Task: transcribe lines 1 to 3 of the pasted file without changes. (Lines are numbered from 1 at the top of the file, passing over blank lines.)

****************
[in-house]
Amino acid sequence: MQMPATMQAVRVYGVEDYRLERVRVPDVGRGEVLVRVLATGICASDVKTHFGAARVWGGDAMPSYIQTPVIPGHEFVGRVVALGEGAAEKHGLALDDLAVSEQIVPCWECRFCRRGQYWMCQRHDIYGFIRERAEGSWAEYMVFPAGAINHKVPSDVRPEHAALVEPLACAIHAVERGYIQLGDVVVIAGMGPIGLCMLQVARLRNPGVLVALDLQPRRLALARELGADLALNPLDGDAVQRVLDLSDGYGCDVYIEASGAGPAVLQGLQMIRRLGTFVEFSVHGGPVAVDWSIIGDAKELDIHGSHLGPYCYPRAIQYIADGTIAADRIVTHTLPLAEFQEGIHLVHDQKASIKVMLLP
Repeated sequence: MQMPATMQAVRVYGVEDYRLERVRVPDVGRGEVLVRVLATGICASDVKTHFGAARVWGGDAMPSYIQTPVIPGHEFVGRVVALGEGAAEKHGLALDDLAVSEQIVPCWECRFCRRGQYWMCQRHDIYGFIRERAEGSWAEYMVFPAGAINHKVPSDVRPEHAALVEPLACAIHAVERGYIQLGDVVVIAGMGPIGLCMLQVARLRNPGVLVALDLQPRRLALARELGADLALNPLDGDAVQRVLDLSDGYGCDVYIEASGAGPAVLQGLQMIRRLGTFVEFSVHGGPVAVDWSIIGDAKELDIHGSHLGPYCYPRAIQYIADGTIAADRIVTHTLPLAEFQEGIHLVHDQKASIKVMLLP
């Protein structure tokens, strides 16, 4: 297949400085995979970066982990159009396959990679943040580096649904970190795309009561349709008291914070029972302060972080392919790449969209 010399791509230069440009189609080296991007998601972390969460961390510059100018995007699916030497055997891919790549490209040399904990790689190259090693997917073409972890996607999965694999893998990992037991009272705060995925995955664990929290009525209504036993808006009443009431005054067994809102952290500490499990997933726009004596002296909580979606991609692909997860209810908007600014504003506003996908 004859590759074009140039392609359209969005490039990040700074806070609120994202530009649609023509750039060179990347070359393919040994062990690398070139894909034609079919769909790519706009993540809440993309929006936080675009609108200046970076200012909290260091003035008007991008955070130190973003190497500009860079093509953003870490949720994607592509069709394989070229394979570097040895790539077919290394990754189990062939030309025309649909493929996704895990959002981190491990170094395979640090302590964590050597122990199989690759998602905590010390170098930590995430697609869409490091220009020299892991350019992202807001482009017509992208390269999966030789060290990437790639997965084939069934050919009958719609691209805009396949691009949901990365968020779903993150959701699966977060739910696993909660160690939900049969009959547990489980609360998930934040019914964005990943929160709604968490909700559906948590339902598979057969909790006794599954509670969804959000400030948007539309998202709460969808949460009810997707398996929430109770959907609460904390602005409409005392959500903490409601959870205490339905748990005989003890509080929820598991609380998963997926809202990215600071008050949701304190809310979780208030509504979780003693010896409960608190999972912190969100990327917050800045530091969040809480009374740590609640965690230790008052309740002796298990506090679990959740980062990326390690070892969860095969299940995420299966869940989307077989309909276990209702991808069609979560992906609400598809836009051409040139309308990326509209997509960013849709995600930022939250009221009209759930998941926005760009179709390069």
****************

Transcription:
[in-house]
Amino acid sequence: MQMPATMQAVRVYGVEDYRLERVRVPDVGRGEVLVRVLATGICASDVKTHFGAARVWGGDAMPSYIQTPVIPGHEFVGRVVALGEGAAEKHGLALDDLAVSEQIVPCWECRFCRRGQYWMCQRHDIYGFIRERAEGSWAEYMVFPAGAINHKVPSDVRPEHAALVEPLACAIHAVERGYIQLGDVVVIAGMGPIGLCMLQVARLRNPGVLVALDLQPRRLALARELGADLALNPLDGDAVQRVLDLSDGYGCDVYIEASGAGPAVLQGLQMIRRLGTFVEFSVHGGPVAVDWSIIGDAKELDIHGSHLGPYCYPRAIQYIADGTIAADRIVTHTLPLAEFQEGIHLVHDQKASIKVMLLP
Repeated sequence: MQMPATMQAVRVYGVEDYRLERVRVPDVGRGEVLVRVLATGICASDVKTHFGAARVWGGDAMPSYIQTPVIPGHEFVGRVVALGEGAAEKHGLALDDLAVSEQIVPCWECRFCRRGQYWMCQRHDIYGFIRERAEGSWAEYMVFPAGAINHKVPSDVRPEHAALVEPLACAIHAVERGYIQLGDVVVIAGMGPIGLCMLQVARLRNPGVLVALDLQPRRLALARELGADLALNPLDGDAVQRVLDLSDGYGCDVYIEASGAGPAVLQGLQMIRRLGTFVEFSVHGGPVAVDWSIIGDAKELDIHGSHLGPYCYPRAIQYIADGTIAADRIVTHTLPLAEFQEGIHLVHDQKASIKVMLLP